on Essays by Wallace Shawn (Haymarket Books)

Inconceivable! Wallace Shawn has collected five pieces he wrote for The Nation, interviews with Noam Chomsky and Mark Strand, a speech, and other miscellanea into a book called Essays. His prose may often rest on a banality (“… we like to feel superior to others. But our problem is that we’re not superior”) but his inner turmoil over such bland ideas, expressed with a post-adolescent intensity, is disarming. Everything shocks him. He writes in the introduction:

ShawnColor.jpg“My congenital inability to take the concept of the inviolable ‘self’ seriously – my lack of certainty about who I am, where I am, and what my ‘characteristics’ are – has led me to a certain skepticism, a certain detachment, when people in my vicinity are reviling the evil and the alien Other, because I feel that very easily I could become that Other, and so could be the reviler.”

Shawn alternates between the roles of reviler and reviled. In “Myself and How I Got Into the Theater” he speaks bitterly about his own pedigree. “The unspoken (in the case of my parents, certainly) un-thought belief of the liberal privileged group was that one was supposed to be ready to rob and murder in order to secure one’s appropriate portion, but as one rode off from the conquest one was always to remember to toss back to the victims a small offering, a small scrap torn off from what one had just taken.”

ShawnCover.jpgThus, in "The Invasion of Iraq Is Moments Away" (2003), he suspects “the love of killing is inside each one of us, and we can never be sure that it won’t come out.” Unequal to the task of untangling the moral fibers of his own noose, he conflates the aims of Osama bin Laden, the Sandinista movement, and the African National Congress, and then writes in “Up To Our Necks in War” (2004), “And to denounce all of those whose battle for change has not excluded violent methods may be to condemn most people on earth to inevitable suffocation … I can’t bring myself to condemn Nelson Mandela and everyone else whose principled struggle for justice fell short of the nonviolent ideal.”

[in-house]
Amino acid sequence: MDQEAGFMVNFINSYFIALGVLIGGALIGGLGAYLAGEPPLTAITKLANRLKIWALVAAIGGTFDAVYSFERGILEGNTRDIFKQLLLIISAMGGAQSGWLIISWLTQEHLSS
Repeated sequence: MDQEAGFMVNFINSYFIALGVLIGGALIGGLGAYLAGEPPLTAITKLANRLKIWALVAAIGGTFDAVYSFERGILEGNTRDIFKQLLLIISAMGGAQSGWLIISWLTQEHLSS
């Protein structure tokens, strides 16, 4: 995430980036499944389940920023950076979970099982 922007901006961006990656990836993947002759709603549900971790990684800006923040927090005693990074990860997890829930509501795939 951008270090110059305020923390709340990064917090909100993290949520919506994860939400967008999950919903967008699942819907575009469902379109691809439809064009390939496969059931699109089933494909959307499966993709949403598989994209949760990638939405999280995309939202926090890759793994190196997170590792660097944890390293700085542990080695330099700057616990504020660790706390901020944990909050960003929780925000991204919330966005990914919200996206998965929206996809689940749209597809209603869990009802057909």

Shawn’s standard issue agonies of conscience echo those of his “privileged group” – and evoke Robert Frost’s definition of a liberal as “someone who can’t take his own side in a quarrel.” But while thinking about Hitler in “Morality” (1985), he asks a more resonant question: “How could a person break his attachment to morality without noticing it, without feeling it, without remembering it?” And further, “Morality, if it survived, could protect us from horror, but very little protects morality.”
`
Essays is divided into two sections, “Reality” and “Dream-World” or the life of the artist. In the latter, Shawn’s temperament is contrasted with that of his father, William Shawn, editor of The New Yorker from 1952 to 1987, described as a “gentle despot” in his New York Times obituary. While the father was known for his “high standards,” the son “never really comprehended the whole concept of measuring in the first place … I couldn’t simply dismiss the sorts of judgments my father passed. On the other hand, I honestly couldn’t face being subjected to them.” So the theatre became his destination, since “no one had decided what the plays were for”: